Elements of Zombie Decay (Part 1)

ELEMENTS OF ZOMBIE DECAY (Part 1)

 [re-blogged from Zombie Research Society]

Written by 1LT Chris Post [1]

One of the greatest determiners in how long the coming zombie plague will last is the lifespan of zombies themselves. In theory, the length of any outbreak will depend on how long individual zombies are capable of moving about and spreading their infection to new hosts.

Because zombies occupy a limited, rotting corpse, the real question then becomes: How long will it take for the zombie to decompose?

Decomposition is a process whereby plant and animal bodies are broken down into their base materials. The length of this process is affected by several factors, including:

  1. Presence of insects
  2. Microbial activity
  3. Moisture levels

I’ll focus on microbes and moisture in upcoming posts, but today I want to talk about insects.

Insects, specifically carrion feeders, play a vital role in decomposition, as they consume much of the flesh and soft tissue of a corpse. In fact, it has been documented that in some parts of the world dense insect populations are capable of reducing a body to bones in a matter of hours.

Assuming a zombified corpse is essentially the same as a standard corpse, insects would feed on the zombie’s flesh and organs, speeding up decomposition and reducing its lifespan. However, a few variables might play a part in mitigating this process:

  • MOVEMENT: The zombies own movement might serve to keep some insects at bay. One need only observe the common housefly to see that they will retreat from the slightest wave of a hand.
  • INEDIBILITY: Whatever causes the reanimation of the zombie corpse might render it inedible to insects. Without the assistance from insects, decomposition time could be extended significantly.
  • PSEUDO-LIFE: Larval parasites, such as maggots, do not eat living flesh. Maggots have historically been used to clean wounds because they only eat dead tissue, leaving the living flesh intact. If zombies have some residual life functions, such as circulation or respiration, it might be sufficient to prevent the maggots and other similar parasites from consuming their flesh.

Look for more observations about zombie decay, including a detailed breakdown of how microbes and moisture could save the human race, in parts 2 and 3 of this series.

aa-tribalfang

____________________________________________________________

[1] 1st Lieutenant Post is a squadron safety officer with the United States Air Force Auxiliary. In addition to training in emergency response and disaster preparedness, he has studied the theory and science behind the zombie of popular culture for several years.

Note: I am a lifetime member of the Zombie Research Society.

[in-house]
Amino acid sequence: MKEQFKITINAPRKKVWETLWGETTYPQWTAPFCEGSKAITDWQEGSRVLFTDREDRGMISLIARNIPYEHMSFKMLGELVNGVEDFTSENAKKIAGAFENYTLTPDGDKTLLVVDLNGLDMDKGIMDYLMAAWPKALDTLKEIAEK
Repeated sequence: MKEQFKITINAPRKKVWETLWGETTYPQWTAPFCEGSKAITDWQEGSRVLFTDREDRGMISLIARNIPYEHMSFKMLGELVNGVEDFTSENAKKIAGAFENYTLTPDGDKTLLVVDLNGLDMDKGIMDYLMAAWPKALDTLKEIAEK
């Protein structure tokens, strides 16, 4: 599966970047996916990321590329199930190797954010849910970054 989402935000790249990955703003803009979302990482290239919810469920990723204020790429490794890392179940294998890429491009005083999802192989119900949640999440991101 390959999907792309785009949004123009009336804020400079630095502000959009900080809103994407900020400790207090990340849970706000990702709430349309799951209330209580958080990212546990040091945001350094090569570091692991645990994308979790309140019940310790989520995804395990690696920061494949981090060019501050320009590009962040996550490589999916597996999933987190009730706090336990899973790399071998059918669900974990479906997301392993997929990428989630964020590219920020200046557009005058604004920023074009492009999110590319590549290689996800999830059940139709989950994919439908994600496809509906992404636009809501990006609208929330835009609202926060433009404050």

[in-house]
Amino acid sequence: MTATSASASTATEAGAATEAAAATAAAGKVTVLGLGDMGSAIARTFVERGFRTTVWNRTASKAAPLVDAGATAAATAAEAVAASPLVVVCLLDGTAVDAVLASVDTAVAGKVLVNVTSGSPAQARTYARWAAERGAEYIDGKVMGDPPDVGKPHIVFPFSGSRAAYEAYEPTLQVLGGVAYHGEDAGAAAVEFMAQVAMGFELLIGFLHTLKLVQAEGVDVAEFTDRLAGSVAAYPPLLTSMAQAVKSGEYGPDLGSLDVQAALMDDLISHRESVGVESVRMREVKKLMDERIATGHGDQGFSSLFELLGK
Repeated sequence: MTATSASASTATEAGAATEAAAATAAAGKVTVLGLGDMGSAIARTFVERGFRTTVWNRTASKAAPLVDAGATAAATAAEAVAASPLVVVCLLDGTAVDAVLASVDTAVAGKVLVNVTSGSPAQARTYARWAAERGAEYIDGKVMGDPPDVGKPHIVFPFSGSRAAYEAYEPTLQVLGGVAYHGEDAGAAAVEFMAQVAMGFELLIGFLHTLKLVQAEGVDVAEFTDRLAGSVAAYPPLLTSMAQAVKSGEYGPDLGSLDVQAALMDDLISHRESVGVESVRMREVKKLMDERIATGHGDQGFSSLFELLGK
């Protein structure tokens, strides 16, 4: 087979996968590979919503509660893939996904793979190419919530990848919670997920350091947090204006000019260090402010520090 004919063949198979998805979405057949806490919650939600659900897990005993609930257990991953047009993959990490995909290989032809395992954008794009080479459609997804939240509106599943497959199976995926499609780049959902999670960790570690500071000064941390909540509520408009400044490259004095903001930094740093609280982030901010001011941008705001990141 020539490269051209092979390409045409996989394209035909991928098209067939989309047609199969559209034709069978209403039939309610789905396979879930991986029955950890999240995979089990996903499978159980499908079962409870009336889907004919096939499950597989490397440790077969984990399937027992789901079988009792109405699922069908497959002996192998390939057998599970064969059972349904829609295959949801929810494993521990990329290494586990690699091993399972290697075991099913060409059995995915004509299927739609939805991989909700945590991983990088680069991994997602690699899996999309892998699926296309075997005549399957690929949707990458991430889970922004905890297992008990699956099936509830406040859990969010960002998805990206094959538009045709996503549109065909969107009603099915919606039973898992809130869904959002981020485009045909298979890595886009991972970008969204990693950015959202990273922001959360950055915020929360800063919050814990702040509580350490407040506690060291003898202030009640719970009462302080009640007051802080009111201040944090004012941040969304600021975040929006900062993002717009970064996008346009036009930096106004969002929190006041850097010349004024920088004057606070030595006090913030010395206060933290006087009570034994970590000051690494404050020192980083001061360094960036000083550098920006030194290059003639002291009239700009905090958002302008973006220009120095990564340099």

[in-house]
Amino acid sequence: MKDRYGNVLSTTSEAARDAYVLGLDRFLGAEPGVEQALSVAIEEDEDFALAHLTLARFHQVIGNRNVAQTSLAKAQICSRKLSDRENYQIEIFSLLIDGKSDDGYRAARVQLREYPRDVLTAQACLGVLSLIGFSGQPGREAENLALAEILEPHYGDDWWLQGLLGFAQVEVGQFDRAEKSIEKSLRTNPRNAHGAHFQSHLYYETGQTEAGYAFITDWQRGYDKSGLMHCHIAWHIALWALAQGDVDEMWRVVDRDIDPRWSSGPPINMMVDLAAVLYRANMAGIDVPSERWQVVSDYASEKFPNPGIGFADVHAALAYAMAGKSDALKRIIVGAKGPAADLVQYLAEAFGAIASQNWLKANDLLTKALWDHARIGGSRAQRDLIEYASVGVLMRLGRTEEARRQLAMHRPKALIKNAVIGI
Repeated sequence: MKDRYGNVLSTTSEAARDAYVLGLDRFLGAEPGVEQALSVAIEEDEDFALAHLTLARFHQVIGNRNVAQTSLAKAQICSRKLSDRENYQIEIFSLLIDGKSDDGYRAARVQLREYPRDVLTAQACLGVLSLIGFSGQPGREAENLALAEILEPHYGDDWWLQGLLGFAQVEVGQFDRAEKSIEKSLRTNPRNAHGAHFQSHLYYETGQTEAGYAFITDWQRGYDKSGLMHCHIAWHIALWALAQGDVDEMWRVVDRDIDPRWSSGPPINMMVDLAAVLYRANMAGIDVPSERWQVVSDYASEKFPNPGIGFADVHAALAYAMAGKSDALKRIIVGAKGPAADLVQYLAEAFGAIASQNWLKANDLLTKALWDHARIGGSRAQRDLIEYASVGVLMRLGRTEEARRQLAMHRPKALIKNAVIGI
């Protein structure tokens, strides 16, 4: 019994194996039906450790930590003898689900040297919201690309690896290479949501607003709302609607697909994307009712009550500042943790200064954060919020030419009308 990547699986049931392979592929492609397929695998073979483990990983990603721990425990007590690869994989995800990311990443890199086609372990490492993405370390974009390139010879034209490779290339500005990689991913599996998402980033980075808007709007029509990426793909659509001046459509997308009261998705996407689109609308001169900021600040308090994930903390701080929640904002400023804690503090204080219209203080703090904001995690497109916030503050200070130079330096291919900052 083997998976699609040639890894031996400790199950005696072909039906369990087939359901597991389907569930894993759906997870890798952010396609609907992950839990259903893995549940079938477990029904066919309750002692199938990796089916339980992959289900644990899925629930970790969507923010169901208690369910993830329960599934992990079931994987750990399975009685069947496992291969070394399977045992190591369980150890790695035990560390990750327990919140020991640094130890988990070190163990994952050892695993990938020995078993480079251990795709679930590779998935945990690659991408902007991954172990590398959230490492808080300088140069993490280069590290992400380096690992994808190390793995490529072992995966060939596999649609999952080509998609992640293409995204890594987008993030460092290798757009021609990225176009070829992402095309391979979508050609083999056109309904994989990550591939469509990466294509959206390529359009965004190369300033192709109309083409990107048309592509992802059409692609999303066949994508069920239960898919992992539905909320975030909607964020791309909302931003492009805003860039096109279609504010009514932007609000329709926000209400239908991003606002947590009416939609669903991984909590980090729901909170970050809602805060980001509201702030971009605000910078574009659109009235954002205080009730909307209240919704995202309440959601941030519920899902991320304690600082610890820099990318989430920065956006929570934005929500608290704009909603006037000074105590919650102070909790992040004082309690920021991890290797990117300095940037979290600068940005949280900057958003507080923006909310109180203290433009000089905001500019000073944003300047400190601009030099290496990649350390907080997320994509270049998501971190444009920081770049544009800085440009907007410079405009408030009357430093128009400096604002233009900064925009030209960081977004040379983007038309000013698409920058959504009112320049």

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3 comments on “Elements of Zombie Decay (Part 1)

  1. Jazz says:

    Huh. Never thought of that while reading the Walking Dead. They gotta “die” sometime.

    • vampyrefangs says:

      The big question is their rate of decomposition once ‘dead.’ If they decomposed like normal human corpses, all we’d have to do is lock ourselves in our houses for a week or two, let the dogs, crows and maggots get at them, and then walk out into a zombie-free world. Something slows down the rate of decomposition. The virus (or whatever it is) keeps out the microbes and parasites that aid normal decomposition and in effect ’embalms’ the corpse, allowing the reanimated ghoul to walk around for a long time. Spooky stuff, no doubt! 🙂

  2. nightgaunt49 says:

    In Day of the Dead Dr. “Frankenstein” said that once a corpse is reanimated the decay mostly stops or slows down significantly. Depending on the condition of the body reanimated also. My contention is that the reason why they feed is that their infectious host needs more fresh tissues. It keeps them going. I wonder if over time they might build up tissues? I also suggested that once they are infected and fully takes over the organisms themselves secrete as substance that preserves the bodies. Why you never see them decaying to jelly as in a normal corpse.

    What if after a time the corpses have a metamorphosis and what comes out is moist, strong, fast and many times more deadly than before? A fully altered host body. (Read Mr.Kim Newman’s short story “Amerikanski Dead at the Moscow Morgue or: Children of Marx and Coca Cola” in the “The Dead That Walk” set of stories. His is among the weirdest and scariest of the stories.)

    We have also been shown that corpses that have been prepared for burial can be reanimated too even with the caustic formaldehyde in them.

    Now not all flesh eating reanimated dead are the same. Just look at “Herbert West Reanimator” the original stories and the three movies. (I haven’t seen the last one yet.)

    Reanimation can happen with energy, viruses, chemicals and parasites like the xenoform had nesting weapon ones in the great “Night of the Creeps.”

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